“That’s crazy,” said Charlie, shaking his head. “I mean, I don’t have any special powers or connections with WONDER…at least I haven’t noticed anything? Have…have you?”

Frank stared up towards the sky once more. This time, a cloud in the shape of a lion drifted by, its reflection, dancing across the old man’s sunglasses.

“Look in the drawer, Charlie.”

The boy crinkled up his nose and said, “What drawer?”

“The one in the table sitting next to you,” said Frank, still staring into the sky, void of expression.

“Next to me, where? We’re on a bench…in Hollywood Studios,” said Charlie, thinking his friend had lost his marbles.

“Did you even look to see if there was a table next to you?” Frank asked.

“No,” replied the boy, unwilling to check.

“I would look if I were you,” said Frank.

Charlie rolled his eyes, then reluctantly peeked over his left shoulder.

“What the—”

“I told you, Charlie. Now do you believe me?” said the old Patron.

To the boy’s surprise, a small, white end table with gold feet sat next to the bench where he was seated. Intricately detailed with golden floral patterns, colorful gems, and noble steeds. The handsome horses were set within a border of ivy, which ran from one corner of the table to the next. Each was carved in a graceful galloping position, and wore armor—including a shield, where the crest and shoulder meet. Upon each shield was a mighty lion, standing on its hind legs; a noble pose indeed.

Charlie, slack jawed, continued to study the mysterious table.

That table wasn’t there a minute ago…I know it.

“Well, go ahead, boy, open the drawer,” said Frank.

Charlie spun his head to Frank, then back to the table, then back to Frank, then to the table again.

“Go on,” said Frank. The wise Patron pushed his sunglasses atop his head, encouraging the boy with a large, kind stare.

Charlie turned while seated on the bench, reached across with his right hand, and grasped onto the gold lion’s-head knob. He gently pulled open the drawer.

The inside was lined in purple velvet. Centered within the drawer was a small, white jewel case.

The boy paused, looking back to his friend for direction.

“What did you find? Show me.”

Charlie reached down and removed the jewel case from the drawer—which magically closed. He presented the mysterious case to Frank in the open palm of his hand.

“Well, go ahead Charlie, open it up,” said Frank, looking like he knew what was inside. Which, he did.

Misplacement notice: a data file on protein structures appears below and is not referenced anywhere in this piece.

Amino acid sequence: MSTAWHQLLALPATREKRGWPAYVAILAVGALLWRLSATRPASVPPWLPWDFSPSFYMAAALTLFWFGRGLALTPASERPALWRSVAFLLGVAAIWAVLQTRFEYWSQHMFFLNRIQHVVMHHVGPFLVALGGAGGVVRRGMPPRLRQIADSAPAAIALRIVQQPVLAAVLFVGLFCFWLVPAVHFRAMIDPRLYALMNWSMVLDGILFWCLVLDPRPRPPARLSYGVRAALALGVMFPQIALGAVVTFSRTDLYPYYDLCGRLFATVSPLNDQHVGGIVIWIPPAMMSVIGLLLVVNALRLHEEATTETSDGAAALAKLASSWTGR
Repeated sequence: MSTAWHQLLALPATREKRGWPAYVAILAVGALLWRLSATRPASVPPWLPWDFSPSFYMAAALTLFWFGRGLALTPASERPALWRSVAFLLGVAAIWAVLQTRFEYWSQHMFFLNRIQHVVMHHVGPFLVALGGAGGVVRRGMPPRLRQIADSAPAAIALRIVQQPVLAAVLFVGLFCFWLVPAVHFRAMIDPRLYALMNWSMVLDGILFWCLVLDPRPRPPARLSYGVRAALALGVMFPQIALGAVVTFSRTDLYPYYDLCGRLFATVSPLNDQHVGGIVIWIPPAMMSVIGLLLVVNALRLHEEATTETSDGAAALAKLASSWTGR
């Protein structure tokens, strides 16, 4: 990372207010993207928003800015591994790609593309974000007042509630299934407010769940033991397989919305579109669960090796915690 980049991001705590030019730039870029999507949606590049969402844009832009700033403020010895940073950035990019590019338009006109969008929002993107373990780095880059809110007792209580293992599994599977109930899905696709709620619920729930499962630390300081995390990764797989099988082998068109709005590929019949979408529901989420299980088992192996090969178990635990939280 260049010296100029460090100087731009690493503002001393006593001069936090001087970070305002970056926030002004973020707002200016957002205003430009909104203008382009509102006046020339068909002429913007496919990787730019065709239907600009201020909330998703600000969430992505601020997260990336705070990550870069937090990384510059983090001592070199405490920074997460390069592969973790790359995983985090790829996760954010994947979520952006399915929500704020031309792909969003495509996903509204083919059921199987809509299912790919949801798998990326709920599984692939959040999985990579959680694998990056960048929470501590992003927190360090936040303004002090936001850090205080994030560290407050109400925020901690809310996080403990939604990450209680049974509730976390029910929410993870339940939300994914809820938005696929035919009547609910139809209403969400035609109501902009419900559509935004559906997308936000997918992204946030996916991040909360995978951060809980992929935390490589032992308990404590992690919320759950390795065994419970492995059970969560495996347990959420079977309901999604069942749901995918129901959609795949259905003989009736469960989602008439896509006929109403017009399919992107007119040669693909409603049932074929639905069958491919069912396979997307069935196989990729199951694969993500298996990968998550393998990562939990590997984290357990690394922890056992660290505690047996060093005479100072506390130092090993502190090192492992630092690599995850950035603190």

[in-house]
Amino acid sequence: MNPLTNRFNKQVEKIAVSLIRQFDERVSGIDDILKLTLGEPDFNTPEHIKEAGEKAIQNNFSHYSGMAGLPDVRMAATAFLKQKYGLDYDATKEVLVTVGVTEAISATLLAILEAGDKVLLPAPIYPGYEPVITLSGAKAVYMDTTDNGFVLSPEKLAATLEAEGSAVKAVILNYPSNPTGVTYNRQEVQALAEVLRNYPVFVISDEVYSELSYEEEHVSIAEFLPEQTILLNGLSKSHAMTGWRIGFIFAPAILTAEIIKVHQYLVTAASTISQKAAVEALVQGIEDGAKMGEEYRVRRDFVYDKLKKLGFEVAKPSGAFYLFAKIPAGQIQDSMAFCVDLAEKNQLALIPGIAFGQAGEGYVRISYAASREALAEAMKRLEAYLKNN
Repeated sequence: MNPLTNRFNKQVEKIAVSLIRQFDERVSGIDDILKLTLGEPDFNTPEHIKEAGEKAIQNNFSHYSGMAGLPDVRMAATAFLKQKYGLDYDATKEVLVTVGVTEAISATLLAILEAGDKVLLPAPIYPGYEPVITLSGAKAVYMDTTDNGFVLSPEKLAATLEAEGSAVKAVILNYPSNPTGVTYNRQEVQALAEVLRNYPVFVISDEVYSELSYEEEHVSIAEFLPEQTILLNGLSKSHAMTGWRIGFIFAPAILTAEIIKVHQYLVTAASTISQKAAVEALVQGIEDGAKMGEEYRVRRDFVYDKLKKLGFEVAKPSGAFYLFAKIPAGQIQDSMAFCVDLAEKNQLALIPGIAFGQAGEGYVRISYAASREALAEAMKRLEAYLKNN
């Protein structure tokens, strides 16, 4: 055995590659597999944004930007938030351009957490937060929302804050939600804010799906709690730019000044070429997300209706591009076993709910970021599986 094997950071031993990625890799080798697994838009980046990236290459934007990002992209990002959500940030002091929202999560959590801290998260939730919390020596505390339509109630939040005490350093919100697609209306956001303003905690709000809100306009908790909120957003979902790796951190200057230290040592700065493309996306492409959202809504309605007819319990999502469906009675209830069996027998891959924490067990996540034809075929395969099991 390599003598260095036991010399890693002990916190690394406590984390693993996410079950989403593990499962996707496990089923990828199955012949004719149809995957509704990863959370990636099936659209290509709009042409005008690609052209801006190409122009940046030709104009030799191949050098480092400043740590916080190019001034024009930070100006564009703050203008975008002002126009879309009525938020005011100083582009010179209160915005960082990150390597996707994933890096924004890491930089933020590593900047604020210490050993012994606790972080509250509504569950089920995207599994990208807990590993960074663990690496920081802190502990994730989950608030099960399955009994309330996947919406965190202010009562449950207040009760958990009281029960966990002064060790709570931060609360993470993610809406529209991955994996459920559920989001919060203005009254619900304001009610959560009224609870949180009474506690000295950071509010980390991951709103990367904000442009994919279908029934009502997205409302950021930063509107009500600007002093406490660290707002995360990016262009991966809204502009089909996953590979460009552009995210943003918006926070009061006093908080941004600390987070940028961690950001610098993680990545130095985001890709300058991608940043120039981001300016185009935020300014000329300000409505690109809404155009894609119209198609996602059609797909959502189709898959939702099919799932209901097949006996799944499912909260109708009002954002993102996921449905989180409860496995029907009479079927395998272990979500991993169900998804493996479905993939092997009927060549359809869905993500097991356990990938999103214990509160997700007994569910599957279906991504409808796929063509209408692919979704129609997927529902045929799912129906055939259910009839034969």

The boy opened the case. A brilliant burst of golden light radiated out from its center.

Charlie and Frank immediately lowered their sunglasses, shielding their eyes.

The chosen outsider reached in, feeling his way with his fingers, he removed the contents from the case. The light receded, exposing a golden ring. In its center was a deep red oval. Within the oval stood a mighty lion, ready for action. The same lion, in fact, as appeared on the shield of each horse carved into the white table.

“It’s a symbol of courage and hope, Charlie,” said Frank, after removing his glasses. “Go ahead, try it on.”

Charlie slipped it over his right hand ring finger, but noticed it was two sizes too large.

“It…it’s a little big for me,” the boy said in disappointment.

“Really? That’s surprising,” said Frank.

The ring shrunk to fit snugly around the boy’s finger.

“What…hey…now it fits!” said Charlie, starring with surprised expression at the ring.

“Did you expect anything less from an Object of Magic, my boy?”

Charlie turned towards Frank, “No, I guess not?”

“Of course you didn’t. Now, put it back in the box. Keep it in a safe place until you arrive.”

“Until I arrive?” said Charlie, clearly confused by Frank’s words.

“That is correct, lad.”

“But…I’m already here.”

“Are you?”

The loud roar of the neighbors lawnmower startled the boy awake.

Charlie sat up. Confused. Drowsy. His eyes, unable to focus.

He scratched his head, rubbed his eyes with both hands, then threw back the covers.

“That was interesting,” Charlie mumbled to himself.

He glanced over his left shoulder, just like in the dream.

I doubt it. What a silly thought…well, maybe? He thought to himself.

Charlie reached down, pulling open his bedside table drawer.

His eyes went large, adrenaline rushed through his veins, his mind, filled with wonder.

Sitting in the drawer was a white case. The same white case from his dream.

He reached into the drawer, picked up the case, then…opened it.

A brilliant gold light burst into the closed-blind room, filling it with a radiant, warm glow.

Charlie shielded his eyes, turning his head away.

Fighting off the light, he blindly reached in with his right hand, retrieving what he thought to be, the ring from his dream.

The bright light receded, leaving behind a dimly lit room and confirmation his dreams had formed a connection between WONDER and reality, as Frank had stated. The Lion Crest Ring.

© 2024 Charles E. Zitta. Charles E. Zitta and Disney and the Wonder Within blog novels are in no way part of,  endorsed or authorized by, or affiliated with the Walt Disney Company or its affiliates. All rights reserved.